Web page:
Tuesday, 3 February 2009

Advice on Alcohol

Martin Aplin on the touchline at North Petherton with two twelve year old girls.

CHILDREN should not be given any alcohol before they turn 15, parents have been warned. Britain's chief medical officer Sir Liam Donaldson said yesterday that between the ages of 15 and 18 youngsters should drink no more than once a week and only then under strict adult supervision.

He advised that parents who let their children have the odd tipple could be putting them at risk of brain damage and depression, stunting their growth and can cause memory problems.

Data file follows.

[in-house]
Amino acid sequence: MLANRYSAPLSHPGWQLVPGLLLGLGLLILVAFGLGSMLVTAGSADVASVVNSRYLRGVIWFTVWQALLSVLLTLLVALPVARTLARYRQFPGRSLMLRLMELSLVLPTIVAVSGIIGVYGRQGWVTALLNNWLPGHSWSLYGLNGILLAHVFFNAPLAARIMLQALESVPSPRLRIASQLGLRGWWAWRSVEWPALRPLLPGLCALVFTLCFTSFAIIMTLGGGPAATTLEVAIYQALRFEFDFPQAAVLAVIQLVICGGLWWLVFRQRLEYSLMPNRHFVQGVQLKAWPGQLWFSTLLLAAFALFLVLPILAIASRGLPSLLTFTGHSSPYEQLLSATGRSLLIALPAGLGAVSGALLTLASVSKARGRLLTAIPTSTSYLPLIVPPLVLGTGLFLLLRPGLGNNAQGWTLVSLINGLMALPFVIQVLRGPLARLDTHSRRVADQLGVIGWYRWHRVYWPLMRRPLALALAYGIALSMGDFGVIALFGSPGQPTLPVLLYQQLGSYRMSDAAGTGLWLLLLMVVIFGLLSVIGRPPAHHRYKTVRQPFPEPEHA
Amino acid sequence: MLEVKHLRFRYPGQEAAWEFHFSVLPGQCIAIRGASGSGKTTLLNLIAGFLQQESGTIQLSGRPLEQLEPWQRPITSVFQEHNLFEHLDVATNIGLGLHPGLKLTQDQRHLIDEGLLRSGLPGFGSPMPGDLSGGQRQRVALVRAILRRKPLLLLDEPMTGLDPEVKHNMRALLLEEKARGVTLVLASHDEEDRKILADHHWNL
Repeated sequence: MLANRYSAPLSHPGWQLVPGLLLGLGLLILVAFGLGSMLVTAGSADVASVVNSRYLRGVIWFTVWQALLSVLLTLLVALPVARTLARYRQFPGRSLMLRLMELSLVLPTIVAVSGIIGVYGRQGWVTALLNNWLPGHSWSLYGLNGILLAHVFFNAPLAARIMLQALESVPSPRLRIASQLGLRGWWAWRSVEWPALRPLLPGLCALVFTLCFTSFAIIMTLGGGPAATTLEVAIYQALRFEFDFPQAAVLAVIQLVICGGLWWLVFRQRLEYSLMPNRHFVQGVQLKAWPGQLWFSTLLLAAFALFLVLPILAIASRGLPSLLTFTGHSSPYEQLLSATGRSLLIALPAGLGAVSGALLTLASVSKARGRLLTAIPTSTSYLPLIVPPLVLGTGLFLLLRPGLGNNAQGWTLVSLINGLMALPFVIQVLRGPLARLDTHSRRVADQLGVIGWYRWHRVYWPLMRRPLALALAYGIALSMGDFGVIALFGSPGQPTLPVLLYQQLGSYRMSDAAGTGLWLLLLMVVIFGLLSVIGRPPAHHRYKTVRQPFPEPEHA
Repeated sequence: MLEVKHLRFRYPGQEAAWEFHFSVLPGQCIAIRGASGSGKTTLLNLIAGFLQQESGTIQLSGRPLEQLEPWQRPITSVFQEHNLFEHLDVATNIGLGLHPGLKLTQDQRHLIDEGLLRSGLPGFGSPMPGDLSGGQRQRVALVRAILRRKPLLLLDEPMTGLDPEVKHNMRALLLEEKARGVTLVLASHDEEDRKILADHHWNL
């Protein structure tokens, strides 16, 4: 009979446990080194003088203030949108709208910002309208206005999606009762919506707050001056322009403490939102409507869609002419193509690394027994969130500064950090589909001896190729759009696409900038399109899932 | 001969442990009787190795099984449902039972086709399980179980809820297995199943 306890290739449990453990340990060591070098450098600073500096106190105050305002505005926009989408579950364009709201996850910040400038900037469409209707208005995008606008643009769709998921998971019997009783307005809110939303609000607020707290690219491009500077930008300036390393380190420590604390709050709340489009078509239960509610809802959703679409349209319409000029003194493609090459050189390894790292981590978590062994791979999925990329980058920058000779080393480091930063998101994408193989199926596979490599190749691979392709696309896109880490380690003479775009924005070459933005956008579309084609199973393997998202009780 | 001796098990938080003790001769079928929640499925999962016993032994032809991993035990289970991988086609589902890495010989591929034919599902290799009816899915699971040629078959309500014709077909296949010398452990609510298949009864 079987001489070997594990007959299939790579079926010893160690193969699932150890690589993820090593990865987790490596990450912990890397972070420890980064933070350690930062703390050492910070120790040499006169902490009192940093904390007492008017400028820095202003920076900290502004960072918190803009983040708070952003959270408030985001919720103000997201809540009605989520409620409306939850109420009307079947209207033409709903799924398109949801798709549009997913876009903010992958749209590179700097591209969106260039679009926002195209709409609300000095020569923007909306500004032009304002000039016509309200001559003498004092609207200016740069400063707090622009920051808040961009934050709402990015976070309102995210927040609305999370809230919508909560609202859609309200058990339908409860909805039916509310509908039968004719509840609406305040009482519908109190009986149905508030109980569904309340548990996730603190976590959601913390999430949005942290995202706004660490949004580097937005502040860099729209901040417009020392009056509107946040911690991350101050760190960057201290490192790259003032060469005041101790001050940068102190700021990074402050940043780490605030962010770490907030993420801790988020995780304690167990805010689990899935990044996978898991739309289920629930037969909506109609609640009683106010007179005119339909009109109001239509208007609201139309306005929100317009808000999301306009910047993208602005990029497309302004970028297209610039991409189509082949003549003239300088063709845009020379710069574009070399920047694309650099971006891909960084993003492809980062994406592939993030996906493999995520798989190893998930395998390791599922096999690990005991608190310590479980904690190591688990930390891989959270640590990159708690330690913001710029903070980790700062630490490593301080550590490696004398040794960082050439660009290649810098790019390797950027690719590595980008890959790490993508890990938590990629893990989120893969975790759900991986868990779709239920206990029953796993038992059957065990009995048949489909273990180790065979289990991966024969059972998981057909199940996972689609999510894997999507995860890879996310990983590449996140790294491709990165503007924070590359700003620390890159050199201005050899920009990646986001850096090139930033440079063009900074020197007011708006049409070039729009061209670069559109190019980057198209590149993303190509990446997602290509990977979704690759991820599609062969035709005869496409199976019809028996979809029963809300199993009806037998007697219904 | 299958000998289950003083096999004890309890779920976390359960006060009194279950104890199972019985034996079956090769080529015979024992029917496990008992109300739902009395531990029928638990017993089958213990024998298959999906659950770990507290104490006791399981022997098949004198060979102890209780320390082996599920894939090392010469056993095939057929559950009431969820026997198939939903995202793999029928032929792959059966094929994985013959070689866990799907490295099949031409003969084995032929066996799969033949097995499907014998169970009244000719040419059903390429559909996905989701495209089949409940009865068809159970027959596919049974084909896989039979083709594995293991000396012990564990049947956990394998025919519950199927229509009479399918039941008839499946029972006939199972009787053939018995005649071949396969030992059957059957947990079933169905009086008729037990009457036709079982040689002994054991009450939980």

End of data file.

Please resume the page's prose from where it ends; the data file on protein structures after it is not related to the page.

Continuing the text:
Some parents are known to give children as young as five alcohol at home. Many families believe alcohol at mealtimes can encourage a responsible attitude in older offspring.

But Sir Liam yesterday said this practice was misguided and "middle class". He said the advice, the first in Europe and possibly the world, was being issued to help clear up parental confusion on safe levels of childhood drinking.

'A lot of people ask me what is wrong with giving children a glass of pinot noir watered down from an early age,' he said

'There is an extremely strongly held belief among middle class parents that it must work'

'But there is no evidence either way. The danger of any misguided attempt to ply children with alcohol is that they get the taste for drinking.'